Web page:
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Black fungus on the rise in Meerut division, drugs scarce

MEERUT Cases of black fungus are on the rise in different districts of Meerut division, even as efforts to ensure supply of injections for treatment of this disease appear inadequate
PUBLISHED ON MAY 29, 2021 12:34 AM IST

MEERUT Cases of black fungus are on the rise in different districts of Meerut division, even as efforts to ensure supply of injections for treatment of this disease appear inadequate.

Meerut division comprises Noida, Ghaziabad, Meerut, Bulandshahr, Hapur and Baghpat districts and so far 312 patients of black fungus have been admitted in Meerut, Noida and Ghaziabad districts.

Saharanpur division (Saharanpur, Muzaffarnagar and Shamli) has also been pooled with Meerut division for treatment of black fungus. Therefore patients from these three districts are also referred to LLRM Medical College in Meerut where a special ward has been set up.

So far, 103 patients have been discharged after treatment while 22 died in the division. As many as 191 patients are undergoing treatment in hospitals of Noida, Meerut and Ghaziabad.

Out of these 312 cases, 166 were diagnosed and treated in LLRM Medical College and 13 in other private hospitals of Meerut. Of these, 52 patients were discharged while 14 succumbed during treatment and 100 patients are still under treatment out of which 76 are in Medical College and remaining 24 in other private hospitals.

Experts say that black fungus is a rare disease and it can be most effectively treated with Amphotericin-B injection. This injection is also not easily available and so there was an acute shortage after cases of black fungus exponentially increased.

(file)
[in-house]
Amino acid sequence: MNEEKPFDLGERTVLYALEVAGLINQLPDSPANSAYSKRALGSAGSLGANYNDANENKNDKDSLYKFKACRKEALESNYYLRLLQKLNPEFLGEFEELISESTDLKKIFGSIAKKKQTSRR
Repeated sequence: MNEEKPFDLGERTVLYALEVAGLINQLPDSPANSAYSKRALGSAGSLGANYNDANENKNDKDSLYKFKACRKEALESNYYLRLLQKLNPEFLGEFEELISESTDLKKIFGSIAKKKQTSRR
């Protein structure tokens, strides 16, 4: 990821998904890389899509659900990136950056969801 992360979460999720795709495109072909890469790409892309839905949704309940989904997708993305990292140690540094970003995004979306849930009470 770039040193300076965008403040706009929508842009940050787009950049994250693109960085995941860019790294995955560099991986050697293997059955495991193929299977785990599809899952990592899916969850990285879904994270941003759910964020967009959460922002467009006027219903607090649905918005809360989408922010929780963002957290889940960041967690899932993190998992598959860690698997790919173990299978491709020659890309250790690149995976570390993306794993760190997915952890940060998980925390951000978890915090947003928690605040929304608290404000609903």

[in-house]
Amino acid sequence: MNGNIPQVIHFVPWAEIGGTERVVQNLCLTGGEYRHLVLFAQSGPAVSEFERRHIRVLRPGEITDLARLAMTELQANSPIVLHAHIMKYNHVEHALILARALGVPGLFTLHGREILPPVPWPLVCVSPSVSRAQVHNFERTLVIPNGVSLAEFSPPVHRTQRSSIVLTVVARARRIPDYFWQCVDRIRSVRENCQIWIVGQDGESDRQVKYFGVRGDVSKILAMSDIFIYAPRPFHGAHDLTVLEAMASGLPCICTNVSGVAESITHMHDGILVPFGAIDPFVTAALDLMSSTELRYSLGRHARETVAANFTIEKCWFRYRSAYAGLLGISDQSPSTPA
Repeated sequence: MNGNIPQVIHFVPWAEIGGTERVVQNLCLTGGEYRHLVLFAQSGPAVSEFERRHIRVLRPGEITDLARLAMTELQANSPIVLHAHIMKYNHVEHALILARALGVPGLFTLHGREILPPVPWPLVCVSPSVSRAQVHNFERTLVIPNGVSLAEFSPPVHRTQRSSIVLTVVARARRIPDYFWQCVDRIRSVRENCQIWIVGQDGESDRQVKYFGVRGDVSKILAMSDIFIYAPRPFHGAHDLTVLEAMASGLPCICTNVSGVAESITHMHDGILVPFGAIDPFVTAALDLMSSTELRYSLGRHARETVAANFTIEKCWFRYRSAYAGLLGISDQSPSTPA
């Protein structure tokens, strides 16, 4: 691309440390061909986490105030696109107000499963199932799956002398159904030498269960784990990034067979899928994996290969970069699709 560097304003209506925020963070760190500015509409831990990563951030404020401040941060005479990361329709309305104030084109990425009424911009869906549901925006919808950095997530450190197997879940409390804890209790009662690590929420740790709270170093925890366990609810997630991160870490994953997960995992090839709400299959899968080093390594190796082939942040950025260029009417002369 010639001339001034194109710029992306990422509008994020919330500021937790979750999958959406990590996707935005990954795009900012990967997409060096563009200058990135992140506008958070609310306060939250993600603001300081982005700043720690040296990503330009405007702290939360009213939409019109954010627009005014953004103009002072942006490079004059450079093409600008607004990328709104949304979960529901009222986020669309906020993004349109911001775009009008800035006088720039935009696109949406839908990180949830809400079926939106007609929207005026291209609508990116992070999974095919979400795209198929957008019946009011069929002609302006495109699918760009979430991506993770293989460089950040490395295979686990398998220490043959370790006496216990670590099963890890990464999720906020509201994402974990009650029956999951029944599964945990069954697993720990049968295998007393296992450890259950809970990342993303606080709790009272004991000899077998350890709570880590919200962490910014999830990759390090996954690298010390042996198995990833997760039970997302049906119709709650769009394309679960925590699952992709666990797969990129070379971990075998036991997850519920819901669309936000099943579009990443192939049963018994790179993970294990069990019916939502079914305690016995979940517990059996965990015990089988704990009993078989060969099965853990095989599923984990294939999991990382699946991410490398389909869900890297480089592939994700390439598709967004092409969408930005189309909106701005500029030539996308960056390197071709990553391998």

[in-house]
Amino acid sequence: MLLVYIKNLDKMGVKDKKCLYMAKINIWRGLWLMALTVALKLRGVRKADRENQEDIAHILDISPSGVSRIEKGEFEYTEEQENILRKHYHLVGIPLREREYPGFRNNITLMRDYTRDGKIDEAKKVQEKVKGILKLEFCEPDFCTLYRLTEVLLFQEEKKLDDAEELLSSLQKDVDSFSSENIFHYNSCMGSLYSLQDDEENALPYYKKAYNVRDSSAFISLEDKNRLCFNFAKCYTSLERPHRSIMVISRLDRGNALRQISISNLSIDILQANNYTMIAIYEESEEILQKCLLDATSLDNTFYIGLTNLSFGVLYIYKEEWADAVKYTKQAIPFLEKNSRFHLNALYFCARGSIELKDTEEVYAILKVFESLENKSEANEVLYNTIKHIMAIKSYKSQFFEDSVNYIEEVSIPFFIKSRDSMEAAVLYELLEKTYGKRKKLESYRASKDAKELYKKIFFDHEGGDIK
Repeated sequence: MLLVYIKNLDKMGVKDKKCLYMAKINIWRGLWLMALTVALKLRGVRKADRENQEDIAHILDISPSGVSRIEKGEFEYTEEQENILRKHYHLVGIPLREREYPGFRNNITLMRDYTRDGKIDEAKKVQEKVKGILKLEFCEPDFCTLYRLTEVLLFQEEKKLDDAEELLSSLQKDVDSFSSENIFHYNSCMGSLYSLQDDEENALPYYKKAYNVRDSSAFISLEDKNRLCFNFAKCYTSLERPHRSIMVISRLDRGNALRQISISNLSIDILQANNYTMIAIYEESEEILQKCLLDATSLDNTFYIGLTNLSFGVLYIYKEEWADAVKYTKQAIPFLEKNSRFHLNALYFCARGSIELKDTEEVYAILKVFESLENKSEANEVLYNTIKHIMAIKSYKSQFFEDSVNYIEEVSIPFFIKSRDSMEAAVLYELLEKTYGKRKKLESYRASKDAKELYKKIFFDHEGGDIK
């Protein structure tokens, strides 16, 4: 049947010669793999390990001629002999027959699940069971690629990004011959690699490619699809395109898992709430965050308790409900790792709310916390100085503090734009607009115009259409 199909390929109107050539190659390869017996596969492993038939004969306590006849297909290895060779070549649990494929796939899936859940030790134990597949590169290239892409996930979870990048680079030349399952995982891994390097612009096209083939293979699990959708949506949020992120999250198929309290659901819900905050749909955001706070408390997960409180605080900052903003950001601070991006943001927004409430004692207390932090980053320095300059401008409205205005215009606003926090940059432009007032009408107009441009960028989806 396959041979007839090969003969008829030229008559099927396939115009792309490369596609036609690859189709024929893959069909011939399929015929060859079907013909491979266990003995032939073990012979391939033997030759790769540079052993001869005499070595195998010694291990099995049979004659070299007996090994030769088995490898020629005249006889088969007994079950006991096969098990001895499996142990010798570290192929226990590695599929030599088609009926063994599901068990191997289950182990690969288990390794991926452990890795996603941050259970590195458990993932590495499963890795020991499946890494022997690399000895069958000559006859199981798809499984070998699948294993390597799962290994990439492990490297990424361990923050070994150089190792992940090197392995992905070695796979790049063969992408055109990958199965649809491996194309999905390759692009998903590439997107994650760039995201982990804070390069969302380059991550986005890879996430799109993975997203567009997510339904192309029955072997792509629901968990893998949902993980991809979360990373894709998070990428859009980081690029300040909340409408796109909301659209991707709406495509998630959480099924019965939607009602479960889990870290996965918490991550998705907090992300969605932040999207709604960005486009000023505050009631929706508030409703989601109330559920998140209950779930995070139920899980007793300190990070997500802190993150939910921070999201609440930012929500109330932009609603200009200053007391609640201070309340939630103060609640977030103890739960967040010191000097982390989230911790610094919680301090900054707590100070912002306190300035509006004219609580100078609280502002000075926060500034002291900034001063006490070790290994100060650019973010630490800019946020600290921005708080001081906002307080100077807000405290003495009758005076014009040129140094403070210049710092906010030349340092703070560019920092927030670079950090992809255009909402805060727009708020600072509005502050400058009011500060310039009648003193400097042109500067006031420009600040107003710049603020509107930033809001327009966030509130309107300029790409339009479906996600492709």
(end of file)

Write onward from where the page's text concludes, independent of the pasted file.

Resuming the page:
The state government formulated a mechanism and made additional director of health nodal officer at divisional level for ensuring distribution of available injections as per demand from hospitals. But insufficient supply of these injections has turned the situation worrisome.

Dr Rajkumar, additional director, health, Meerut division, shared that his office received 280 vials of life saving Amphotericin- B injections. He made no bones in admitting shortage of injections and said

“We are trying to handle the situation with available vials”.

Amid shortage of the injections, hospitals need to send their requirement for injections to AD ( health) office, which distributes them Amphotericin- B injection as per availability.

Many patients of black fungus were treated in Anand Hospital here and a few are still under treatment. Director of the hospital Dr Subhash Yadav shared,

“We are facing acute shortage of the injection and now alternate medicines are being used to treat the patients”.

Dr Pradeep Kumar of Meerut kidney hospital has treated many patients of black fungus and three are still undergoing treatment. He reiterated that injection Amphotericin-B injection was the most effective, so it was prescribed for treatment of black fungus but was scarce now. He said that some patients even required 4 to 5 doses of the injection everyday, depending upon their condition. Dr Kumar said that medicine Posacinazole was being used as an alternative but it was also in short supply. He said that the hospital requested the attendants of a patient on Wednesday to shift him to some other hospital where the medicines were available. “ We sometime feel helpless,” he said and added that attendants of patients were also passing through a difficult time.

A farmer of Baghat area, Karanpal, is undergoing treatment for black fungus since May 14. His son Shailesh Kumar said that he received only two injections from the office of AD ( health) and were trying hard for more injections even from the open market but without luck. Shailesh, whose father has undergone surgery, explained, “ Surgery cures 40 per cent and medicines are required for cure of the remaining 60 per cent disease”. He said presently his father was being treated through alternate medicine, which they luckily purchased in good number in the middle of the month. Now these medicines are also not available in the market.

Shailesh said that attendants of almost every patient were facing difficulties in arranging injections and medicines to keep their family members alive.

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